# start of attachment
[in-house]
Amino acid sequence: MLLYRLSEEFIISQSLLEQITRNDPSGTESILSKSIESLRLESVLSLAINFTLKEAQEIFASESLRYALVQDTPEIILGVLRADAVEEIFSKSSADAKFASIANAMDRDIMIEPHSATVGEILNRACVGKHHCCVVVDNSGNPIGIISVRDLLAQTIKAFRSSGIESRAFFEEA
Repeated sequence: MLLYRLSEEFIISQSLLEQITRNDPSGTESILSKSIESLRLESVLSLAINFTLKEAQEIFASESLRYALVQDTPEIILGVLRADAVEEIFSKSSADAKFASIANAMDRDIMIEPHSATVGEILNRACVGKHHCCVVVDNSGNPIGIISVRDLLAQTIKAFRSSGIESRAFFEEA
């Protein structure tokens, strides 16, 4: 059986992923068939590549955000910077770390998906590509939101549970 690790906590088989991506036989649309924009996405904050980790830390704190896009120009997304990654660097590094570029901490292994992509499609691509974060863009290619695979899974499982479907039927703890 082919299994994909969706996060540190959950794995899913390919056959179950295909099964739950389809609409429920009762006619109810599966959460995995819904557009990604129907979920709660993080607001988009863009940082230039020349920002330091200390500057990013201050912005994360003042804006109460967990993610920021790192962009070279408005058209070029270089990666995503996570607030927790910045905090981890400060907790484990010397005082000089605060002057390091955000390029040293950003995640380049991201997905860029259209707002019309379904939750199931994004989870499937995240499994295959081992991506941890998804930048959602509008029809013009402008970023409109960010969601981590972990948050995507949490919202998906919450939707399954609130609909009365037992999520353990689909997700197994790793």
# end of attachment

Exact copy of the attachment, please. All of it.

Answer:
[in-house]
Amino acid sequence: MLLYRLSEEFIISQSLLEQITRNDPSGTESILSKSIESLRLESVLSLAINFTLKEAQEIFASESLRYALVQDTPEIILGVLRADAVEEIFSKSSADAKFASIANAMDRDIMIEPHSATVGEILNRACVGKHHCCVVVDNSGNPIGIISVRDLLAQTIKAFRSSGIESRAFFEEA
Repeated sequence: MLLYRLSEEFIISQSLLEQITRNDPSGTESILSKSIESLRLESVLSLAINFTLKEAQEIFASESLRYALVQDTPEIILGVLRADAVEEIFSKSSADAKFASIANAMDRDIMIEPHSATVGEILNRACVGKHHCCVVVDNSGNPIGIISVRDLLAQTIKAFRSSGIESRAFFEEA
């Protein structure tokens, strides 16, 4: 059986992923068939590549955000910077770390998906590509939101549970 690790906590088989991506036989649309924009996405904050980790830390704190896009120009997304990654660097590094570029901490292994992509499609691509974060863009290619695979899974499982479907039927703890 082919299994994909969706996060540190959950794995899913390919056959179950295909099964739950389809609409429920009762006619109810599966959460995995819904557009990604129907979920709660993080607001988009863009940082230039020349920002330091200390500057990013201050912005994360003042804006109460967990993610920021790192962009070279408005058209070029270089990666995503996570607030927790910045905090981890400060907790484990010397005082000089605060002057390091955000390029040293950003995640380049991201997905860029259209707002019309379904939750199931994004989870499937995240499994295959081992991506941890998804930048959602509008029809013009402008970023409109960010969601981590972990948050995507949490919202998906919450939707399954609130609909009365037992999520353990689909997700197994790793």